Duck, duck…on the loose?


Emma Iswarienko

Junior Elle Rotter’s collection of five ducks sits lined up on a table. Rotter felt joyful finally finding a duck for herself. “I remember all day [when the ducks were first put out] looking for them in the hallways, library and at lunch,” Rotter said. “A lot of my friends found one before me but I finally found one in the library the next day. I instantly felt so happy. I remember [also] feeling dumb for being so happy and proud, but I quickly shrugged that feeling off and have since enjoyed keeping my eye out for the ducks around the school.”

Sophomore Kat Fitzanko walks through the halls carrying a heavy backpack. All of a sudden, she spots a small, yellow object perched up high on a windowsill. A smile dawns across her face as she realizes what it is: a tiny duck figurine.

This trend of hiding ducks began when juniors Gabi Badami and Maria Lung saw pet ducks appearing on social media and wanted one of their own.

“[The ducks are distributed] by [my friend] Gabi and I. My friends would send me TikToks whenever I was sad to cheer me up and [that’s when I discovered] I wanted one” Lung said. “Out of all of our friends, my parents would probably be the ones to get me [one].”

However, Lung’s parents quickly shot down that idea for multiple reasons, including the fact that their family already owns two cats. While Lung had solutions to this problem, like giving the duck a separate room and a hamster ball to run around in, her parents were not so easily swayed.

“My uncle was in town from Florida and he was like, ‘Maria, how about I get you a duck?’ My parents were like, ‘Stop. Don’t do that,’ so he bought me 100 little plastic ducks instead,” Lung said. “I first put [the ducks] throughout my house and my parents were not having it. So [I asked myself] what am I going to do with these 100 ducks? I hid them around my friends’ house at Friendsgiving [and then I decided] to hand them out to some people and hide them [around the school] together.”

What started as a way to rid themselves of the plastic figurines soon blossomed into a way for the girls to spread joy around the school. Students can now be seen carrying around the tiny figurines and looking high and low for their chance to find one.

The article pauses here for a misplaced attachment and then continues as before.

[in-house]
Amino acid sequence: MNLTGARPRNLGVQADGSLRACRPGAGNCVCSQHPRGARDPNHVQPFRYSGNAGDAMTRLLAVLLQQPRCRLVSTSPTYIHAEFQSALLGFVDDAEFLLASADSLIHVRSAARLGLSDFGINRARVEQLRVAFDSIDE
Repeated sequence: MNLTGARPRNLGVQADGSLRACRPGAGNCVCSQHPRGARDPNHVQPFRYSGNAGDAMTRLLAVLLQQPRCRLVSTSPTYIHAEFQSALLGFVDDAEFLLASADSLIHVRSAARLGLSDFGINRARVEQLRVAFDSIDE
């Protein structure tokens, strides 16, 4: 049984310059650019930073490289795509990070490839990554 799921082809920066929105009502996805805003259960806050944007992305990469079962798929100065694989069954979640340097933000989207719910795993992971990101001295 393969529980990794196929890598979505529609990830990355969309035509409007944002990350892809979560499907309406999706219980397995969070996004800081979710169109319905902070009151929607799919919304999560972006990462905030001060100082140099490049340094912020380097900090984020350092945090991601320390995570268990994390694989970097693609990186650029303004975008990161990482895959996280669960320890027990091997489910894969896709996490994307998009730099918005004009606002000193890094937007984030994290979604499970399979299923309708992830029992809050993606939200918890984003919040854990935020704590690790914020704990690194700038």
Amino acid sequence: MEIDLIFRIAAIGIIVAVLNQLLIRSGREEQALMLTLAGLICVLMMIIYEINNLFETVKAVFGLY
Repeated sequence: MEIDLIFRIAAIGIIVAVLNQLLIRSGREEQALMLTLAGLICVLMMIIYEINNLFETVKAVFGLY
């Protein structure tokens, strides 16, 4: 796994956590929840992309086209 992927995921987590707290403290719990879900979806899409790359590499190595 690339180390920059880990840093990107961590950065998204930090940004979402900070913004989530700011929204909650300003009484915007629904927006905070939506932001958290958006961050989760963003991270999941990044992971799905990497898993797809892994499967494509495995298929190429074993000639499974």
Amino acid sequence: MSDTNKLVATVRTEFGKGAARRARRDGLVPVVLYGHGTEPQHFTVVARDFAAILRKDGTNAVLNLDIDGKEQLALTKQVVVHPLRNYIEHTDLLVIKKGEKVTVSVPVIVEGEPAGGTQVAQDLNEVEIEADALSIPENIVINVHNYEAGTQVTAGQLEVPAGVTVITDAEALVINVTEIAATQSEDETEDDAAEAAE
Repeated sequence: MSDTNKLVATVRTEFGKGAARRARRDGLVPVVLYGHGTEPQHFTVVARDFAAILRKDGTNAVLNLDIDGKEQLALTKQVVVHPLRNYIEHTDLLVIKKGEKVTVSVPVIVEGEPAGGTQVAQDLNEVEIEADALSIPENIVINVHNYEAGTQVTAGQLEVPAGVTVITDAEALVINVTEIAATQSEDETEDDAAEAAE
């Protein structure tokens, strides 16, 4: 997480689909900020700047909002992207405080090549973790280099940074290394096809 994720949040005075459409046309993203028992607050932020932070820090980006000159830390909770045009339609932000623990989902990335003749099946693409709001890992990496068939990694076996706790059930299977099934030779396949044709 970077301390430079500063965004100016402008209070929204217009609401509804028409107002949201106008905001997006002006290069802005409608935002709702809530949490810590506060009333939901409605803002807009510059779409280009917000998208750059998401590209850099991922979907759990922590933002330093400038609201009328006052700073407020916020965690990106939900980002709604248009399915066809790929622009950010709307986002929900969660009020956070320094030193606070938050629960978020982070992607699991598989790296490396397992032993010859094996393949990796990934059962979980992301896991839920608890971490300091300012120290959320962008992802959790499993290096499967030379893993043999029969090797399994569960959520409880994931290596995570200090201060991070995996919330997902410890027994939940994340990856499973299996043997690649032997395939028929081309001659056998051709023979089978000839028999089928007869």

“[If] you just find a duck, you’re going to laugh or smile. Cute things like babies laughing or ducks are medically proven to release serotonin in your brain and make you happier,” Lung said. “I just wanted to spread that joy to others that I felt seeing the ducks.”

Sophomore Kat Fitzanko sits in the library, a duck perched on the arm of her chair. Fitzanko recalls finding her first duck as an “adorable surprise”. (Katie Wallace)

Badami, Lung and other students have now been hiding the ducks for over a month and went from the initial 100 ducks they hid to buying and hiding 1000 more ducks. The figurines have also spread to Parkway Central High School and other spots around St. Louis, such as the mall and Target. Badami and Lung said their primary purpose is still to make people smile.

“It’s a fun way to make people happy and it’s fun to watch people try to find [the ducks],” Badami said. “They just kind of started going everywhere. I [even] currently have one in my water bottle inside the water. We were talking in my Ac Lab, and it was about the ducks. Trotier was like, ‘wait there’s ducks around the school?’ It just became this whole thing. They’re so adorable.”

As far as getting a real duck, Lung’s parents are still hesitant, but she’s researching nonetheless. She has even brainstormed some name ideas, including “Pete” and “Yellow.” 

For now, the girls have to settle with continuing to watch duck videos and imagining what activities they could do with a duck.

“[I could] take pictures with [a duck] or bring it to [hangout] with my friends,” Lung said. “[I could also] walk the duck like a dog. Can you imagine me walking around the duck? You would laugh so hard if you saw someone walking a duck down the street on a leash.”

In regards to the future, Lung and Badami hope to spread more happiness and, eventually, convince Lung’s parents that getting a duck would be beneficial. Lung hopes that the ducks will continue being uncovered for years to come.

“I’m hoping that all of the ducks stay in school. I’m imagining coming back to school 50 years from now and still finding them,” Lung said. “That would be so cool because it’s a generational thing of continuing to bring happiness to the [future students].”